How to Cope With A Spouse That Travels for a Living

It's tough when you have a spouse that travels for a living. It is equally hard for the spouse that travels. There are compromises and adjustments that have to be dealt with on both ends of the issue. However, many couples do this successfully. You can, too, with the help of the few following guidelines.

Talk to your spouse every day, in fact, several times a day. Communication is extremely important in any relationship, but when you are physically in two different locations, talking and communicating becomes even more important. Be the first person your spouse talks to in the morning and the last at night. Of course, you must relay the events of the day, but don't forget to have some light moments in your conversation as well as how you feel about each other. All those little phone calls really do matter.

Know your spouse's itinerary. Be informed as to where they will be traveling to, where they will be staying, airline information and who they will be traveling with. This is important should there be an emergency and you need to reach them in minutes.

Plan everything. When you are apart a lot, many weeks at a time, you live by the calendar. Inform your spouse of any "required" attendance events such as family weddings, birthdays and holiday celebrations. Keep your calendar updated and share the info with each other every few days. Even plan for the days you will vacation together to make sure that your vacation time together is priority.

Make the most of the days that you are together and show appreciation for each other. This means when your spouse gets home, make sure the laundry is caught up, the house is clean and the yard is mowed. That being done, you can have quality time together to go out to dinner, socialize with friends, go shopping or to a movie. Appreciate your time together instead of using your time to complain about how little time you are together.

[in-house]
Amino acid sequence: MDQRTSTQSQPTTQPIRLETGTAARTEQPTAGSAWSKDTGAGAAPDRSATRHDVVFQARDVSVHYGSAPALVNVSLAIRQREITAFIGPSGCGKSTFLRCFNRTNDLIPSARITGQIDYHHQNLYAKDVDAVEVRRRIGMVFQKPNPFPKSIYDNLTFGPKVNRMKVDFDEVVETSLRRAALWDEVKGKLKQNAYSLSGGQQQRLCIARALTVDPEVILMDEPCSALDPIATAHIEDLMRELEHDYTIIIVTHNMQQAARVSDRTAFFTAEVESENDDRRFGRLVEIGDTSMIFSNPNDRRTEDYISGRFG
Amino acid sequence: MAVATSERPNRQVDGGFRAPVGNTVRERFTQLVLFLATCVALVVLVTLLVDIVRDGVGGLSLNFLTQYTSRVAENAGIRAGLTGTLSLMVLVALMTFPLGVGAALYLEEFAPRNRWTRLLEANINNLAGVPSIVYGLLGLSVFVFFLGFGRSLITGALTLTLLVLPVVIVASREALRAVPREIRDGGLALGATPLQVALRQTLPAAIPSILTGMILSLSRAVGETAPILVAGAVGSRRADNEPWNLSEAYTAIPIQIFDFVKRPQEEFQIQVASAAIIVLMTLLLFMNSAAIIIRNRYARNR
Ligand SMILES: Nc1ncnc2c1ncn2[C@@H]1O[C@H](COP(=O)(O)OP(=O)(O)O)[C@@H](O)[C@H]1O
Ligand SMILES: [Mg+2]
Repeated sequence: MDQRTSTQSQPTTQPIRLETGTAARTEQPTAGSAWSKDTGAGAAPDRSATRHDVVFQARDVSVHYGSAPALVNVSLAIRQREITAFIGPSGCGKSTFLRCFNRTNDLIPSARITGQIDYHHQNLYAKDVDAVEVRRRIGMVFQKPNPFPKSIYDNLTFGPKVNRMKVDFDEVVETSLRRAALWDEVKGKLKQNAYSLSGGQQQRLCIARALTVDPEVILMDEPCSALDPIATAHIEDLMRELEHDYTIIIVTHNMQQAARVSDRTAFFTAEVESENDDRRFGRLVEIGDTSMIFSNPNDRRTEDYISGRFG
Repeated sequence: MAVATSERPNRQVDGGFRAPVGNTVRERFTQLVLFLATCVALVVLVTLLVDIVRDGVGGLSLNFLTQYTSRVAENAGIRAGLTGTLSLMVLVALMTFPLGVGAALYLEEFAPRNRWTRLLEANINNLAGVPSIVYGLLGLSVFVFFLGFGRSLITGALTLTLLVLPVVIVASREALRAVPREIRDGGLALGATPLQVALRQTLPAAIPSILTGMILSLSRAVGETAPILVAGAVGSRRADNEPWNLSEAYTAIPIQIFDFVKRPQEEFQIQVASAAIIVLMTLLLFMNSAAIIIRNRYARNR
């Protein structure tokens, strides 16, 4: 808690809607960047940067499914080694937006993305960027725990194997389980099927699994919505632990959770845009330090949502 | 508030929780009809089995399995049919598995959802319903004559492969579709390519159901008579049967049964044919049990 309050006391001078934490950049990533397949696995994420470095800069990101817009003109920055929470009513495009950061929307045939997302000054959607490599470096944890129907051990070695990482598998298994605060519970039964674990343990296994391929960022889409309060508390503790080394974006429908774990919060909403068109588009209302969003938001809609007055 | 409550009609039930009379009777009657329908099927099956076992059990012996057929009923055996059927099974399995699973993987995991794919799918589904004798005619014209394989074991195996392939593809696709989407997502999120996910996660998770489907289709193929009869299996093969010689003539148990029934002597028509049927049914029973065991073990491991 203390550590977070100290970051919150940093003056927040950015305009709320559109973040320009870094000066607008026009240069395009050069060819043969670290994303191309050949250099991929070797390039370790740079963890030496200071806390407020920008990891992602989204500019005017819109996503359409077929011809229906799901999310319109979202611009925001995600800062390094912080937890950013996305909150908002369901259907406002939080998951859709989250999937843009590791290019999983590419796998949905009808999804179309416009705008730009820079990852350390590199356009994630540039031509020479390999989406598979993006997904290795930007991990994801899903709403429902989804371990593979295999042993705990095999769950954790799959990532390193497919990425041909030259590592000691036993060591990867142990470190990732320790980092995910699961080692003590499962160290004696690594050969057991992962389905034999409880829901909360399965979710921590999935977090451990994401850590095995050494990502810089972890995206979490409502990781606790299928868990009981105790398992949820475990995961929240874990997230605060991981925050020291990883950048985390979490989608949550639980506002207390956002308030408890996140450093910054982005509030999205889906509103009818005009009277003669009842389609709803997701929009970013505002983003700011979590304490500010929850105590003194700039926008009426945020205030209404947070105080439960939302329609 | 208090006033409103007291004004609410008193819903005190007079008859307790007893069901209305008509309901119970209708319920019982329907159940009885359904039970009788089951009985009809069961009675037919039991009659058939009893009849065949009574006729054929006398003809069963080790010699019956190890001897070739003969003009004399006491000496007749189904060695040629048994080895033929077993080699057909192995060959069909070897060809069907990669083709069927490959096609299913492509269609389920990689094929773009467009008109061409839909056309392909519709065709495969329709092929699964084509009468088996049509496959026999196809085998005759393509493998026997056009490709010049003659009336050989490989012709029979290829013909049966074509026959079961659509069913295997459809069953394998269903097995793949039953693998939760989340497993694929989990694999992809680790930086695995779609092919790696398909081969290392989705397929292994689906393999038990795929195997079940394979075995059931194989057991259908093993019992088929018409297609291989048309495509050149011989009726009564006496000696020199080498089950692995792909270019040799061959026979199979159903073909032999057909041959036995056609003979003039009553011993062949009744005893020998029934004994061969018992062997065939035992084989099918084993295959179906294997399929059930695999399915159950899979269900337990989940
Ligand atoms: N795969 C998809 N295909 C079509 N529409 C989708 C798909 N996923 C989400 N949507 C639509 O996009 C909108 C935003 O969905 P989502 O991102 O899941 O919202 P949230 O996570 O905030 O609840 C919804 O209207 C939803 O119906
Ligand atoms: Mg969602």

Fill your time with worth-while activities such as enjoying your children, having a rewarding job, doing volunteer work or developing a hobby you enjoy. Look forward to the times you will be together while you fill your "away" time with worth-while activities.

Have a back up plan for home emergencies when you will not have the help of your spouse. Know the phone numbers of friends or family that can help in an emergency with the children. Keep phone numbers handy of repair companies in the event the house falls apart and keep the information ready on where to take the car if it isn't running properly.

Understand that although one spouse travels for a living, you are a team. All major decisions should be made together. This is essential in keeping your marriage and family in a happy working order.